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VALUE operator

Jul 24, 2017 at 05:45 PM

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Former Member

Need some clarity on the VALUE operator.

The following lines of code work as expected.

data it TYPE STANDARD TABLE OF i with EMPTY KEY.
it = value #( ( 1 ) ( 2 ) ( 3 ) ).

But with the below code, I get an error.

data lt type IF_SALV_GUI_TYPES_IDA=>YTS_FIELD_NAME.
lt = VALUE #( ( 'VBELN' ) ( 'POSNR' ) ).

Error message -> "'VBELN'" and the row type of "LT" are incompatible.

The type mentioned above has a domain of type CHAR 30.

Can some please shed some light.

Thanks,

Vikram.M

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6 Answers

Best Answer
Fabian Lupa Jul 24, 2017 at 05:53 PM
0

Try CONV maybe?

lt = VALUE #( ( CONV #( 'VBELN' ) ) ( CONV #( 'POSNR' ) ) ).
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Former Member

Thanks that seems to do the trick. But I still dont understand why a conversion is required here though.

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Type inference for the literals probably builds C LENGTH 5 in both cases which is not strictly compatible with CHAR 30.

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Mike Pokraka Jul 25, 2017 at 08:11 AM
3

OK, this bothered me so I did some testing. It definitely doesn't do implicit conversion on single-field tables, but if you put it inside a structure it works with a fully-specified field.

    TYPES t_itab TYPE SORTED TABLE OF fieldname WITH UNIQUE KEY table_line.
    DATA(test1) = VALUE t_itab( ( 'ID' ) ).                              "==> Not OK
    DATA(test2) = VALUE t_itab( ( 'ID                            ' ) ).  "==> OK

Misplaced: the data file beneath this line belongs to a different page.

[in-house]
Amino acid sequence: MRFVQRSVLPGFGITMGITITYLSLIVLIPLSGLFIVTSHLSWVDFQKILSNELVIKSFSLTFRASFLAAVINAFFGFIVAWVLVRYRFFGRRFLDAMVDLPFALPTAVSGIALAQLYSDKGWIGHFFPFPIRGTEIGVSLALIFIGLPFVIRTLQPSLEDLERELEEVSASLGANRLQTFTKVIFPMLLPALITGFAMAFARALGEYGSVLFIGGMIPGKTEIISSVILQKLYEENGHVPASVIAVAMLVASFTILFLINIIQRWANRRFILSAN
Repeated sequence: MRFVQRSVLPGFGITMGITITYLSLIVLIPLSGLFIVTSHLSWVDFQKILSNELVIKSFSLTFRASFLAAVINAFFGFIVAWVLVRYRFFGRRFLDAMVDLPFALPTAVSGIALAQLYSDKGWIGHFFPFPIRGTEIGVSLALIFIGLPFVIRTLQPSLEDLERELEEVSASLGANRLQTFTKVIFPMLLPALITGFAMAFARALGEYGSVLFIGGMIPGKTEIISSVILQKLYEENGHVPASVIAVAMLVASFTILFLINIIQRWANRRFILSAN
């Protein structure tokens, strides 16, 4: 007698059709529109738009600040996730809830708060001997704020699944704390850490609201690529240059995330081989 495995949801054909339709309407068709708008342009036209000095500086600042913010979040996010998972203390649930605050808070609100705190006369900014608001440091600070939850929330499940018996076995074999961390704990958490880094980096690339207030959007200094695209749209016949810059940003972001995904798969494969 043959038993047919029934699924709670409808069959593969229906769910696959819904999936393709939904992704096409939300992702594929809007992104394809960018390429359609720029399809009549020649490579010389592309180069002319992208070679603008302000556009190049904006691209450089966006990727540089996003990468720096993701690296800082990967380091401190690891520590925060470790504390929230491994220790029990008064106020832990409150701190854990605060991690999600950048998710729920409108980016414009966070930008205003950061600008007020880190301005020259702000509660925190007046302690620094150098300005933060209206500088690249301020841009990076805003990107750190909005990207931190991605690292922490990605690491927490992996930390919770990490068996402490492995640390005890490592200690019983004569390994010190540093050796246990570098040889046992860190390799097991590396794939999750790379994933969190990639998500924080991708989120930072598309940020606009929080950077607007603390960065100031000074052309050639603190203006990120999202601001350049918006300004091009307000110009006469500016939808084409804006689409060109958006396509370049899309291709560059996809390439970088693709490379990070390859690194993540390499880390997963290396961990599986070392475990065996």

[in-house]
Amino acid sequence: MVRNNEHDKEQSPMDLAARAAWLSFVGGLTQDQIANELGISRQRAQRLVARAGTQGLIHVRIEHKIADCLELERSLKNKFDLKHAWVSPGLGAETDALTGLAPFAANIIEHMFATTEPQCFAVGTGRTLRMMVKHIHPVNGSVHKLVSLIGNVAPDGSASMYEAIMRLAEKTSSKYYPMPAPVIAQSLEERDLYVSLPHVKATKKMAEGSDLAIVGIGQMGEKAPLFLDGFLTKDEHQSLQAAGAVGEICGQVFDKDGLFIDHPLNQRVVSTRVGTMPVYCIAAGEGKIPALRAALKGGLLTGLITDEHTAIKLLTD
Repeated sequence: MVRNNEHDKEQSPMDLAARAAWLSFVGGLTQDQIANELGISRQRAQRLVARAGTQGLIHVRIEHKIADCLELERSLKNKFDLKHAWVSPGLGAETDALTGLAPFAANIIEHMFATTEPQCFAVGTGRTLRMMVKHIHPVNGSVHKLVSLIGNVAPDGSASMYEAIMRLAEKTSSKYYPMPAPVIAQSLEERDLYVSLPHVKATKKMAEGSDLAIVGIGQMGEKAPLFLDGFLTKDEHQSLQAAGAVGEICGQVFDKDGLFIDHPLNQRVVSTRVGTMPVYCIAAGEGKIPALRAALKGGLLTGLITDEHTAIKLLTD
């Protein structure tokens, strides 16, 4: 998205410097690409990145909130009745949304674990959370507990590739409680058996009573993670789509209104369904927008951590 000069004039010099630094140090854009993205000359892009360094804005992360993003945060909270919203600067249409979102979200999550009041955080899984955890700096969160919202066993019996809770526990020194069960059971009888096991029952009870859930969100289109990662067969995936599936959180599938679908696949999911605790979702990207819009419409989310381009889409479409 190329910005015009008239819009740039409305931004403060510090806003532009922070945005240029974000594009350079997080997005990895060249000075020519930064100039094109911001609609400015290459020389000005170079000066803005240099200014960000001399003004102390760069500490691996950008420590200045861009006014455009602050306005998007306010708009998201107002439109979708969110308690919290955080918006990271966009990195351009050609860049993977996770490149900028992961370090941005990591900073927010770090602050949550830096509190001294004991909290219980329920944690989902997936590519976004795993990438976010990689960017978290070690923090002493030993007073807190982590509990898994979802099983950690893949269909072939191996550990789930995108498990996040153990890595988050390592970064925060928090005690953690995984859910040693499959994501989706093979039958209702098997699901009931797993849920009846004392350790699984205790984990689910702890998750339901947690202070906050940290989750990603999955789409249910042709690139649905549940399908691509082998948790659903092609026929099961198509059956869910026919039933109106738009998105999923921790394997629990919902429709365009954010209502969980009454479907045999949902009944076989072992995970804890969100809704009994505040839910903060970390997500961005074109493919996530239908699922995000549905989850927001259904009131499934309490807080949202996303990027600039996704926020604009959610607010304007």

TYPES: BEGIN OF t_field, fieldname TYPE fieldname, END OF t_field. TYPES t_fields TYPE SORTED TABLE OF t_field WITH UNIQUE KEY fieldname.
DATA(fields1) = VALUE t_fields( ( 'ID' ) ). "==> Not OK DATA(fields2) = VALUE t_fields( ( 'ID ' ) ). "==> Not OK DATA(fields3) = VALUE t_fields( ( fieldname = 'ID' ) ). "==> OK

So implicit conversion only happens on fully-specified components, even though the compiler is able to figure it out in order to provide the error message :-)

I would be very interested if Horst Keller could share some insight? I kindof expected the second failure but was a bit surprised by the first case.

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The behavior is not as documented.

DATA dref TYPE REF TO string.
dref = NEW #( 'X' ). "No Error

DATA itab TYPE TABLE OF string.
itab = VALUE #( ( 'X' ) ). "Error

DATA tref LIKE REF TO itab.
tref = NEW #( ( 'X' ) ). "Error

According to documentation the second and third should behave as the first.

Let's see whether the behavior or the documentation will be adjusted.

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Mike Pokraka Jul 25, 2017 at 10:19 AM
3

OK, after discussing with a colleague, we tried string templates, and they work fine. Methinks something in ABAP is not consistent from a user point of view. The latest code / result set:

    TYPES t_itab TYPE SORTED TABLE OF fieldname WITH UNIQUE KEY table_line.
    DATA itab TYPE t_itab.
itab = VALUE #( ( 'ID' ) ). "==> Not OK itab = VALUE #( ( `ID` ) ). "==> Not OK itab = VALUE #( ( |ID| ) ). "==> OK itab = VALUE #( ( 'ID ' ) ). "==> OK TYPES: BEGIN OF t_field, fieldname TYPE fieldname, END OF t_field. TYPES t_fields TYPE SORTED TABLE OF t_field WITH UNIQUE KEY fieldname. DATA fields TYPE t_fields. fields = VALUE #( ( 'ID' ) ). "==> Not OK fields = VALUE #( ( 'ID ' ) ). "==> Not OK fields = VALUE #( ( |ID| ) ). "==> OK fields = VALUE #( ( fieldname = 'ID' ) ). "==> OK
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As in my comment above.

TYPES text TYPE c LENGTH 1.
DATA dref TYPE REF TO text.
dref = NEW #(  `X`  ). "No Error
dref = NEW #(  |X|  ). "No Error

DATA itab TYPE TABLE OF text.
itab = VALUE #( ( |X| ) ). "No Error
itab = VALUE #( ( `X` ) ). "Error

Works different than documented.

According to documentation for elementary line types the same should hold as for elementary types with NEW.